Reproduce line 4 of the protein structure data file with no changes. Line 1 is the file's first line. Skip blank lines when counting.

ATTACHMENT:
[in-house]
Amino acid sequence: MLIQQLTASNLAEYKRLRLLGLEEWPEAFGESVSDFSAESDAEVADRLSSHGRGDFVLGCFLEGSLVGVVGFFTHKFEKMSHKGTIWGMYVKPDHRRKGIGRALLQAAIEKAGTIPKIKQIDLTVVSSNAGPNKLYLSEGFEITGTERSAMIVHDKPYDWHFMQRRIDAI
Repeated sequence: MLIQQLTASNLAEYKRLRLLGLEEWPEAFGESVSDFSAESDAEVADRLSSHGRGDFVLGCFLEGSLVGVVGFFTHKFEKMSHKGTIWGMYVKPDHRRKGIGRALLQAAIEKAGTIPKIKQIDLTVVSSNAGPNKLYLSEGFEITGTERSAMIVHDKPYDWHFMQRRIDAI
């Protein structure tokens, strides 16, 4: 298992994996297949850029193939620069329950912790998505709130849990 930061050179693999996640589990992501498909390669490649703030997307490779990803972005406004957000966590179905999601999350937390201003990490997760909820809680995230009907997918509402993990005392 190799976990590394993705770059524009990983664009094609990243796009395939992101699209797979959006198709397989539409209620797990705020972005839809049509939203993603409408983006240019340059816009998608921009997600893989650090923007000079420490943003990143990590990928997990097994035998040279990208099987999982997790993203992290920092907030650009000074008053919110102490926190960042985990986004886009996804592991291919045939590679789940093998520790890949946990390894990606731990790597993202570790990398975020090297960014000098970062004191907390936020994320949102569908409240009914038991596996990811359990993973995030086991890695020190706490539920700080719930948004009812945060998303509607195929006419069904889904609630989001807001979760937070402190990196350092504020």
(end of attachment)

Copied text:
């Protein structure tokens, strides 16, 4: 298992994996297949850029193939620069329950912790998505709130849990 930061050179693999996640589990992501498909390669490649703030997307490779990803972005406004957000966590179905999601999350937390201003990490997760909820809680995230009907997918509402993990005392 190799976990590394993705770059524009990983664009094609990243796009395939992101699209797979959006198709397989539409209620797990705020972005839809049509939203993603409408983006240019340059816009998608921009997600893989650090923007000079420490943003990143990590990928997990097994035998040279990208099987999982997790993203992290920092907030650009000074008053919110102490926190960042985990986004886009996804592991291919045939590679789940093998520790890949946990390894990606731990790597993202570790990398975020090297960014000098970062004191907390936020994320949102569908409240009914038991596996990811359990993973995030086991890695020190706490539920700080719930948004009812945060998303509607195929006419069904889904609630989001807001979760937070402190990196350092504020």